He’s been trying to avoid the bulk of the corpses and, without realising, he’s ended up a couple of miles away from Westminster. He’s lost. He’s used to being driven along these streets, not walking them. It’s like one of those nightmare anxiety dreams that wake him up most nights, the one with all the corridors with all the doors that all lead nowhere… the harder he tries to dig himself out of this hole, the deeper the pit he finds himself in. The further he walks, the more lost he becomes.

The trouble is, nothing looks like it should. He’s had a filtered, selective view of the world for as long as he’s been an MP, and it’s only just sinking in how disconnected he’s become. People used to avoid telling him the truth, and instead just told him whatever they thought he needed to hear. He’s not sure how much of what he’s seeing is apocalyptic, and how much is just the current state of the nation.

He nearly walks straight into a herd of dead people. Christ, they are abhorrent. Dominic avoided mixing with the public before all of this (the great unwashed, he used to call them), but things are infinitely worse now. Their cold, rubbery flesh is unbearable to touch. You don’t realise how physically warm and pliable people generally are until they’re not. And for a man who used to pride himself on his ability to sway, manipulate, and control people, it’s especially difficult having to deal with their new-found unpredictability. They don’t do what you tell them. You can’t bend them to your will. They don’t make any sense.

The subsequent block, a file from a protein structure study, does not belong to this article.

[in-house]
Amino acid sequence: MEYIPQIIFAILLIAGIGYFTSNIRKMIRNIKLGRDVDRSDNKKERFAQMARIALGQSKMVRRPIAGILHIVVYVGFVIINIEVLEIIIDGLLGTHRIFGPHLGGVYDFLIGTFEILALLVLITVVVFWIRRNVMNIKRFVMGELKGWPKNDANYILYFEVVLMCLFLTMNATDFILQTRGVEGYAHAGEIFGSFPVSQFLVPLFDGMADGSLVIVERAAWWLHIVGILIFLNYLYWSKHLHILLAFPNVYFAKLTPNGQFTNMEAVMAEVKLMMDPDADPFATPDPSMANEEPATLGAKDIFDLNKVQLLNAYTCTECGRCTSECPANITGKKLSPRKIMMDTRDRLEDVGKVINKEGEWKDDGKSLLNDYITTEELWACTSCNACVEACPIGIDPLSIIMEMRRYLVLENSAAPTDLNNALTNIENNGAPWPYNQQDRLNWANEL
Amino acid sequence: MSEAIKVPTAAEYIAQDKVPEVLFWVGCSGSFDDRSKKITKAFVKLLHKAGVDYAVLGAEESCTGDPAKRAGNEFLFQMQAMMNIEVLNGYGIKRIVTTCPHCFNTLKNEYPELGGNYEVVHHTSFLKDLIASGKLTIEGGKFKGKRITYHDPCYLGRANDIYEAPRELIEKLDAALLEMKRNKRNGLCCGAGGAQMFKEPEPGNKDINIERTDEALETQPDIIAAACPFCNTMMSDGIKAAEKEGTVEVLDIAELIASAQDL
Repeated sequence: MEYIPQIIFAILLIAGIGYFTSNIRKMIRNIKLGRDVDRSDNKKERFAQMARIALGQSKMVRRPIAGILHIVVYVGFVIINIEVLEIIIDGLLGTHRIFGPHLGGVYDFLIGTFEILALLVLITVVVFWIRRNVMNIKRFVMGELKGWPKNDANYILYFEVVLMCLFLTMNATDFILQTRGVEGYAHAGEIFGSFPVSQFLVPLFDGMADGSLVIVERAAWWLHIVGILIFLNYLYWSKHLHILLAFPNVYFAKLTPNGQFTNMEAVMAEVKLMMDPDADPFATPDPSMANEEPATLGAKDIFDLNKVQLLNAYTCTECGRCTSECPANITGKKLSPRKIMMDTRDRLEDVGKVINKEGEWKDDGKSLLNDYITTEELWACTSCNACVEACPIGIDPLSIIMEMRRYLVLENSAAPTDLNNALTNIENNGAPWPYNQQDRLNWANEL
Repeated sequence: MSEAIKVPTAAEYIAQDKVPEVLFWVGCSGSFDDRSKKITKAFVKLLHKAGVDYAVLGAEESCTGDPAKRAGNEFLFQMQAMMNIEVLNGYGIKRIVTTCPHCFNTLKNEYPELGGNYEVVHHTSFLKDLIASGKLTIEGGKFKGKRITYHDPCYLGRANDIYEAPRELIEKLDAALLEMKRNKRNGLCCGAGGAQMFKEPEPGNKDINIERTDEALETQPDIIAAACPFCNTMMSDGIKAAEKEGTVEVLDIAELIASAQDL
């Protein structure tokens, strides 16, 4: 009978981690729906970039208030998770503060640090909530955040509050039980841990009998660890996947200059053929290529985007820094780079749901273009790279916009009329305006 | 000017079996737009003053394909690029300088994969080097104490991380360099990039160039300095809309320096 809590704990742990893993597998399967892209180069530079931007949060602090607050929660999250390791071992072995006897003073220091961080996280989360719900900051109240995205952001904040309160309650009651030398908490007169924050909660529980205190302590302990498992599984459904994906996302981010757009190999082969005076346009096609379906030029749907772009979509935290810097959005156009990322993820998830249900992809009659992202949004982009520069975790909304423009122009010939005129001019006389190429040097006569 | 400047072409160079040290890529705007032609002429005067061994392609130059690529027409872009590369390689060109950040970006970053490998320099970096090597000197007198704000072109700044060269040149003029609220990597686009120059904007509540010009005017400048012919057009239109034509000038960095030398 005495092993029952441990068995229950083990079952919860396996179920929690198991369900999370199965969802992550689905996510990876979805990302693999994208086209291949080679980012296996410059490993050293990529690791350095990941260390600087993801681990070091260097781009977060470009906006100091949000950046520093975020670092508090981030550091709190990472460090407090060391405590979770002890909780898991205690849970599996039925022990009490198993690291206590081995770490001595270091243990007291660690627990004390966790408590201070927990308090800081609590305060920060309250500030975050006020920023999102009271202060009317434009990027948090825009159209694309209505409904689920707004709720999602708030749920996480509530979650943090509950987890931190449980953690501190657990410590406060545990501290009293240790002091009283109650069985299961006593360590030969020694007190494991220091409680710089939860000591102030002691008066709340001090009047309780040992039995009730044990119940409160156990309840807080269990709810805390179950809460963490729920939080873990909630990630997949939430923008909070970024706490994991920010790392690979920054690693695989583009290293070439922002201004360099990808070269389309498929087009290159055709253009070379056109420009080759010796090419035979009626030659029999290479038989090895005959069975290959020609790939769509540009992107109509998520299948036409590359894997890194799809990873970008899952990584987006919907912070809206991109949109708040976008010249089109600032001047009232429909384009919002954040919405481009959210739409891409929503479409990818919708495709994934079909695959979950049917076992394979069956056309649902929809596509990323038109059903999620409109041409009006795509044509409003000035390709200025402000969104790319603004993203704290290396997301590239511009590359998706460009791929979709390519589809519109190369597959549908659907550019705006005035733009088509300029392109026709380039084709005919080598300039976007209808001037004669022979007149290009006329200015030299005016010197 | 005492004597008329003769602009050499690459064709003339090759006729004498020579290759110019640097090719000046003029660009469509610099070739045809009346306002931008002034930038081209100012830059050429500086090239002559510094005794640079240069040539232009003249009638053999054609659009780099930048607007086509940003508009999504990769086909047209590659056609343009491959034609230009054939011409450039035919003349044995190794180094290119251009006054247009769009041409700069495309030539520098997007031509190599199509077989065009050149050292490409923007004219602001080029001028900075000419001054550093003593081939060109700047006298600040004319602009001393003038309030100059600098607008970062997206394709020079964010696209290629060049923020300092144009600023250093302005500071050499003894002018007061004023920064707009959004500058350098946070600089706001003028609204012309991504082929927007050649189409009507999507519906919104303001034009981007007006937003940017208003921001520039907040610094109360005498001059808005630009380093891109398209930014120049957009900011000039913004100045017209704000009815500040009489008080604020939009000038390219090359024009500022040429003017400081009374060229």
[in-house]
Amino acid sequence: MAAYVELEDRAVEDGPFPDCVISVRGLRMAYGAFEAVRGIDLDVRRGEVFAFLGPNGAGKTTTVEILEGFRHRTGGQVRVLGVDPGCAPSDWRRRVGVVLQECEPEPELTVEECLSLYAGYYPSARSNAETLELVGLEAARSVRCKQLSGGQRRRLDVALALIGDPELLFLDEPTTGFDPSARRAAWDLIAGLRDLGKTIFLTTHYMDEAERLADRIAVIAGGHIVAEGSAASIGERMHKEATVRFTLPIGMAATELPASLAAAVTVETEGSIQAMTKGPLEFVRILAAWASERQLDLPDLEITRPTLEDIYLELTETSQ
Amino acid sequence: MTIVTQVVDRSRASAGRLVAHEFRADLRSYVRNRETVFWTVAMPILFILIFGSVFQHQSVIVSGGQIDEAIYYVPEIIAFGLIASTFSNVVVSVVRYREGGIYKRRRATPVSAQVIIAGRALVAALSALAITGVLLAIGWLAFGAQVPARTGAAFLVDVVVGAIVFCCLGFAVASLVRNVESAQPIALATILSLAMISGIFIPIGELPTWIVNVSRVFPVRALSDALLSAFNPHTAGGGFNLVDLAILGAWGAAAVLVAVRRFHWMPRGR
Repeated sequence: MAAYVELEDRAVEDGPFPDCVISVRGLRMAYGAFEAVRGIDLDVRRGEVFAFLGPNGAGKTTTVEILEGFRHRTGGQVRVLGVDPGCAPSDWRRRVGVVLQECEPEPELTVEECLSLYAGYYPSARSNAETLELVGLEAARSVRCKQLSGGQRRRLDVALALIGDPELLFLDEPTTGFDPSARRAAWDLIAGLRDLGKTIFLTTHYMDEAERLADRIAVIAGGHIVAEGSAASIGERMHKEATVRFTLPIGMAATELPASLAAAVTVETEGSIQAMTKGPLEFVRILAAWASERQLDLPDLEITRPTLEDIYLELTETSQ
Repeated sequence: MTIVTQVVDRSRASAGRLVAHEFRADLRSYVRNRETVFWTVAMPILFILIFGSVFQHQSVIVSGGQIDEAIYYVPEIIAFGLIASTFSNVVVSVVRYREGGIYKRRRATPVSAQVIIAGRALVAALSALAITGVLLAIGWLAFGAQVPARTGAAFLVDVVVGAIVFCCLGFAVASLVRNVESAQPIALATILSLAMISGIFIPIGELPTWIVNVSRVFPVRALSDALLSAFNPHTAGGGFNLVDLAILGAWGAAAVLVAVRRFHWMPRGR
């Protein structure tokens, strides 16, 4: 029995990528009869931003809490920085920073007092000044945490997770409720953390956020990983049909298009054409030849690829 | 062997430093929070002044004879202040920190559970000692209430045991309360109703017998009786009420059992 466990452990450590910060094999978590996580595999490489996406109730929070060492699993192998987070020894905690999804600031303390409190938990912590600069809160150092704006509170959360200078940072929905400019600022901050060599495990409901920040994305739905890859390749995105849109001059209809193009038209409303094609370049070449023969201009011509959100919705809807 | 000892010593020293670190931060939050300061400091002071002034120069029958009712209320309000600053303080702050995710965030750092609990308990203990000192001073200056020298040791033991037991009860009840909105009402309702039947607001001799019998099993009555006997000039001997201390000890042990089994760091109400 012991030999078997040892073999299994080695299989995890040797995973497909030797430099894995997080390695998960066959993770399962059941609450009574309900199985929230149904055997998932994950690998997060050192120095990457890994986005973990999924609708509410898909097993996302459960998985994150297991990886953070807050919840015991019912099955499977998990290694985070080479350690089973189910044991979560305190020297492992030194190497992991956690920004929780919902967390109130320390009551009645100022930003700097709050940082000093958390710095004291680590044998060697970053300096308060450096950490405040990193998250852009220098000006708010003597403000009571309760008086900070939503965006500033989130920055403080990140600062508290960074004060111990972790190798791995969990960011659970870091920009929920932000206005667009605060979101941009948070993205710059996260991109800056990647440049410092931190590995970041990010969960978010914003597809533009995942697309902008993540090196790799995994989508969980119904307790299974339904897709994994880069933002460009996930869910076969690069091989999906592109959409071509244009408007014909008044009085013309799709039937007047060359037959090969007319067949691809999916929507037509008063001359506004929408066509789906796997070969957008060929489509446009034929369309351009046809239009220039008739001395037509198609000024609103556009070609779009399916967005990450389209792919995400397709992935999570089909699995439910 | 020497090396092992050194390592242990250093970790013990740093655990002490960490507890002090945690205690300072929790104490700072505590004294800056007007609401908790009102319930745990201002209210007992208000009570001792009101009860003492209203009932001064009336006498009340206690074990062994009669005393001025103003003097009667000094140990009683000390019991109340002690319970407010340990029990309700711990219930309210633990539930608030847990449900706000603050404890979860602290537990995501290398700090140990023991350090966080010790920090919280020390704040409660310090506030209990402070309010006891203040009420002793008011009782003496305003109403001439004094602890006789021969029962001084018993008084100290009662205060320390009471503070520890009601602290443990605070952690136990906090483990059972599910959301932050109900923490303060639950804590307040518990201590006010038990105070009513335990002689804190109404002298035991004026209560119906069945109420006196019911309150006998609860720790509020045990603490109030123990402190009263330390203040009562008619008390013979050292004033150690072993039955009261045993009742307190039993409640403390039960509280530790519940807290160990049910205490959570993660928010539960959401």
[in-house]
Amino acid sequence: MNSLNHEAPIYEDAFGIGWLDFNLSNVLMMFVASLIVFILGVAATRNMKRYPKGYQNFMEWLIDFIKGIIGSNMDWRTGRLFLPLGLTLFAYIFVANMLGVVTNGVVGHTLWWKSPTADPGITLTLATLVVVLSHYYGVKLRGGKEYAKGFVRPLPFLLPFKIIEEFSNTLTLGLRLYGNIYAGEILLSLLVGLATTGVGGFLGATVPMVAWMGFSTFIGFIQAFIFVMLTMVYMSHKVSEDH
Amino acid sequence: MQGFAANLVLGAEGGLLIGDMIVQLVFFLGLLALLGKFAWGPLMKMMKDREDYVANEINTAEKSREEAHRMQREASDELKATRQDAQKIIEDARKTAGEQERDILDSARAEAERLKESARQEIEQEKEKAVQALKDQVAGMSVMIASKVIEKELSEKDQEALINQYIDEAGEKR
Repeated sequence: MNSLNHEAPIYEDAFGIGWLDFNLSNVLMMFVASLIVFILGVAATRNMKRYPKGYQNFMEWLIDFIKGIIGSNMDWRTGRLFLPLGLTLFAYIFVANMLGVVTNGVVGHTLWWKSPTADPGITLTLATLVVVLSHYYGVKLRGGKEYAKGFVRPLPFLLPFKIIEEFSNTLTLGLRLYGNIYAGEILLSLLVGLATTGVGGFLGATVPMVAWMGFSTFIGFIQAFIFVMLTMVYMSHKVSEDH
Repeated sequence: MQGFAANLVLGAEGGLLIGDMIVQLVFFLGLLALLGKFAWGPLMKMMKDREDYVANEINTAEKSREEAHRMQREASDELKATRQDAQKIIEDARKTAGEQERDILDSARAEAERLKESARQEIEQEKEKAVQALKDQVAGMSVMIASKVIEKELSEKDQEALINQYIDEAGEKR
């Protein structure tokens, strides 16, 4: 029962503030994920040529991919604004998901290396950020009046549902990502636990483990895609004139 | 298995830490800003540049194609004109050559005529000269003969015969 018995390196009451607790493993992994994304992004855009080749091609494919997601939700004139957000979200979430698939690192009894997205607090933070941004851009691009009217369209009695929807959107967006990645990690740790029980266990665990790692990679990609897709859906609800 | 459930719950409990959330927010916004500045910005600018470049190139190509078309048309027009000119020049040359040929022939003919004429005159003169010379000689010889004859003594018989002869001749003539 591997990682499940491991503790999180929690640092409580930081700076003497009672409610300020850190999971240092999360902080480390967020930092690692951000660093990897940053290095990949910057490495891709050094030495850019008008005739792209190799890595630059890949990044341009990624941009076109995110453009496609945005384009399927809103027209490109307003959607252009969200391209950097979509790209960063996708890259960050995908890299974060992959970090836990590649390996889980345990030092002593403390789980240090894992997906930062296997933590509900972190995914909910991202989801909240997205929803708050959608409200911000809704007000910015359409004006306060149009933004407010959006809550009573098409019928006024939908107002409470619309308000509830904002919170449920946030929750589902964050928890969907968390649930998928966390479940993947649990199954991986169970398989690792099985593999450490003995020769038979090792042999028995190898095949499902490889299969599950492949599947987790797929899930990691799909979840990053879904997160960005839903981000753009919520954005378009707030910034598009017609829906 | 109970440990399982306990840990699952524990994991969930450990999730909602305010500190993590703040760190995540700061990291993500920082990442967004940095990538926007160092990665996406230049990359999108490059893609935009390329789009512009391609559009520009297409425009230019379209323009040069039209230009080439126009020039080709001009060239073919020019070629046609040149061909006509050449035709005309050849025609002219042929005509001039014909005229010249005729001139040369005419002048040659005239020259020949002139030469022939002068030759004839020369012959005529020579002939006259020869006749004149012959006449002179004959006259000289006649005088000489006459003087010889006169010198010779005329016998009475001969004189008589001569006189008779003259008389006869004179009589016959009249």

He takes shelter in an office block where he used to hold meetings from time to time. The interior doors are all electronically dead-locked, but he’s able to access the central staircase because a courier has dropped dead and is still propping the ground floor door open. Dominic climbs all the way to the top and sits with his head in his hands. He doesn’t know what to do. He’s lost in every sense of the word.

When it gets dark, he sees a single light shining out.

It takes him a while to work out where it is.